The quality of assets inside Kenyan banks has continued to deteriorate this year with the stock of bad loans held surging to 13.1 percent in April.
New data from the Central Bank of Kenya (CBK) shows the stock of gross nonperforming loans moved up from 12.5 percent in March and a flat 12 percent in February.
The acceleration of bad loans is largely attributable to loan defaults from bank clients as the economy continues to grapple with the slowdown arising from the Covid-19 pandemic.
Moreover, the rise in defaults is against recent evasive action by the banking sector which has seen billions in current loans restructured as a risk mitigation strategy.
According to the CBK, total restructured loans at the end of April stood at Ksh.273.1 billion or an equivalent 9.6 percent of the existing industry loan book.
Personal and household loans restructured between March and April stood at Ksh.102.5 billion or a representative 39,725 loan accounts, an equivalent 13.1 percent of the personal/household loans portfolio.
Restructures to 10 other sectors including manufacturing, tourism, trade, energy, transport and communication stood at Ksh.170.6 billion or six percent of the loan book covering 45,537 loan accounts.
The rising dent to asset quality is evident in the recently published quarterly financial results by bank which are indicative of higher bad loan stocks and greater provisioning for anticipated credit default losses.
For instance KCB Group stock of gross non-performing loans rose to Ksh.66.2 billion in three months to March from Ksh.63.4 billion in December while loan loss provisioning increased to Ksh.2.9 billion from Ksh.1.2 billion in March 2019.
Other banks reporting higher bad loans stocks in the period included NCBA, Stanbic Bank and the Diamond Trust Bank (DTB).
The higher provisioning for the bad loans had led to additional businesses costs with the Co-operative Bank for instance reporting a 20.6 percent hike in operating expenses in the first quarter of the year to Ksh.7.3 billion on bad loans cover.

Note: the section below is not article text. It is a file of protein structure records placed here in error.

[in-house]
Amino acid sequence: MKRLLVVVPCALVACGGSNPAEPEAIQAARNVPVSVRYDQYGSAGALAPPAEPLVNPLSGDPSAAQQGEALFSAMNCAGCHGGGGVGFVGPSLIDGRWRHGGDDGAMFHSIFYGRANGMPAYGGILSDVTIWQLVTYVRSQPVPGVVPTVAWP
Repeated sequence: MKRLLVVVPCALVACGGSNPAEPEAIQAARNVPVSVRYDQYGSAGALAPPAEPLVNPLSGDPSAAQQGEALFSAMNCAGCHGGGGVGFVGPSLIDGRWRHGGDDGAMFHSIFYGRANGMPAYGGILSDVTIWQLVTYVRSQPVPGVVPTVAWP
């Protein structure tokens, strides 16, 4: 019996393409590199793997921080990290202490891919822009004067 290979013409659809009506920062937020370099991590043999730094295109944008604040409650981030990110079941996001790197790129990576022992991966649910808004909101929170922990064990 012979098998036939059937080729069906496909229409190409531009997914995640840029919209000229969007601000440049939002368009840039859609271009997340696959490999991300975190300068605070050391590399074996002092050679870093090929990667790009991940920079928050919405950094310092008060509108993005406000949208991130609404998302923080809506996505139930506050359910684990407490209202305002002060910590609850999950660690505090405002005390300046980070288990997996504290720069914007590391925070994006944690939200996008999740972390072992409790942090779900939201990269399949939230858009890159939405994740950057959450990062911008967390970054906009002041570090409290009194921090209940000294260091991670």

Research from the Kenya Bankers Association (KBA) shows the industry’s gross non-performing loans rate is set to hit 14 percent on 2020 with the loan to deposit ratio falling by more than 10 percent.
Assets growth is meanwhile seen contracting by up to 26.5 percent while industry capital adequacy is projected to decline by an average 2.5 percent.
The expected fall in new loans is expected to put brakes on recent growth in private sector credit which had begun rising steadily since the repeal of interest rate caps in November 2019.
Private Sector credit has nevertheless defied the odds in 12 months through to April appreciating to 9 percent from a 44-month high of 8.6 percent in March.
The strength in private sector credit is attributable in part to the lowering of the commercial bank reserve ratio (CRR) which fled up an estimated Ksh.35.6 billion in new funds to banks as conditional lending to small and medium enterprises (SMEs).
As at May 15, Ksh.29.1 billion had been freed up to banks representing 82.6 percent of the new funding pool.
Further, local commercial banks held strong liquidity and capital adequacy positions of 51.17 percent and 18.43 percent against statutory requirements of 20 percent and 14.5 percent respectively at the end of April.
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